Publish in this journal
Journal Information
Vol. 64. Issue 3.
Pages 232 (March 2011)
DOI: 10.1016/j.rec.2010.10.006
Full text access
Giant Left Atrium Investigated by Magnetic Resonance Imaging
Aur¨ªcula izquierda gigante evaluada mediante resonancia magn¨¦tica
Visits
...
Sergio Morala,
Corresponding author
moral.sergio@yahoo.es

Corresponding author:. moral.sergio@yahoo.es
, Leticia Fernández-Frierab,c, Javier Sanzb
a Departamento de Cardiología, Hospital Universitario Vall d’Hebron, Barcelona, Spain
b Mount Sinai School of Medicine, New York, United States
c Departamento de Cardiología, Hospital Universitario Marqués de Valdecilla, Santander, Cantabria, Spain
This item has received
...
Visits
(Daily data update)
Article information
Full Text
Download PDF
Statistics
Figures (1)
Full Text

A 76-year-old man with a history of chronic mitral regurgitation presented with symptoms of progressive heart failure. The chest radiograph (Figure 1A) showed severe cardiomegaly (arrows), with a cardiothoracic index (CTI)>0.7. Echocardiography (Figure 1B) demonstrated severe biatrial dilatation, severe mitral regurgitation consistent with rheumatic valve disease, and moderate aortic and tricuspid regurgitation. Since the patient refused preoperative coronary angiography, an isotope stress test was requested. The study showed no myocardial ischemia, but a large photopenic area was seen in the right mediastinum. Cardiac magnetic resonance imaging disclosed a giant left atrium (GLA) with a calculated volume of 2100mL (Figure 1C–E) and severe mitral regurgitation with a regurgitant fraction of 46%. The patient underwent surgery, which involved triple valve repair and reduction of the size of the left atrium.

Figure 1.

Currently, GLA is an uncommon diagnosis because the frequency of rheumatic valve disease has decreased over recent years. Classically, GLA is defined by a CTI of ≥0.7 on chest radiography. Echocardiography is the imaging technique of choice in these patients because of its precision in assessing the heart chambers. Nonetheless, cases such as ours have been described in which echocardiography may not be sufficient to define accurately the atria and adjacent structures. Thus, computed tomography and magnetic resonance imaging have been considered as additional techniques for this purpose, particularly in patients with a CTI>0.7.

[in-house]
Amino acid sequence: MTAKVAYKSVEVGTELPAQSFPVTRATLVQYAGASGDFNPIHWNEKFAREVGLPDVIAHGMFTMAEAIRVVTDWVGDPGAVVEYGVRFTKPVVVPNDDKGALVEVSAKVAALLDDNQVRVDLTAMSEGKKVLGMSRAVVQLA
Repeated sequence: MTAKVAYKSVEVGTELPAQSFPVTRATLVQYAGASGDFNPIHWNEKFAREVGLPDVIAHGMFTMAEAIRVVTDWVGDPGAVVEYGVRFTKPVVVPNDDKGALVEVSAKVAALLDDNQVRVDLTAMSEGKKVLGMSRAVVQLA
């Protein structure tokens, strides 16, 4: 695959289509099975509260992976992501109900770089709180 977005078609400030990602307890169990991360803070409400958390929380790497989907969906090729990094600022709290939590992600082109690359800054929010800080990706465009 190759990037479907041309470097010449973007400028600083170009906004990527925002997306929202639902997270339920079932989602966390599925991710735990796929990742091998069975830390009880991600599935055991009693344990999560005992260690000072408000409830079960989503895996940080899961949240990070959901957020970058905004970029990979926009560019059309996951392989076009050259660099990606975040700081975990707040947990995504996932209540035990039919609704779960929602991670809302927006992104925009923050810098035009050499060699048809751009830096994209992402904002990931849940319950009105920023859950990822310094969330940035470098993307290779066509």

Corresponding author:. moral.sergio@yahoo.es

Idiomas
Revista Española de Cardiología (English Edition)

Subscribe to our newsletter

Article options
Tools
es en

¿Es usted profesional sanitario apto para prescribir o dispensar medicamentos?

Are you a health professional able to prescribe or dispense drugs?

es en
Política de cookies Cookies policy
Utilizamos cookies propias y de terceros para mejorar nuestros servicios y mostrarle publicidad relacionada con sus preferencias mediante el análisis de sus hábitos de navegación. Si continua navegando, consideramos que acepta su uso. Puede cambiar la configuración u obtener más información aquí. To improve our services and products, we use "cookies" (own or third parties authorized) to show advertising related to client preferences through the analyses of navigation customer behavior. Continuing navigation will be considered as acceptance of this use. You can change the settings or obtain more information by clicking here.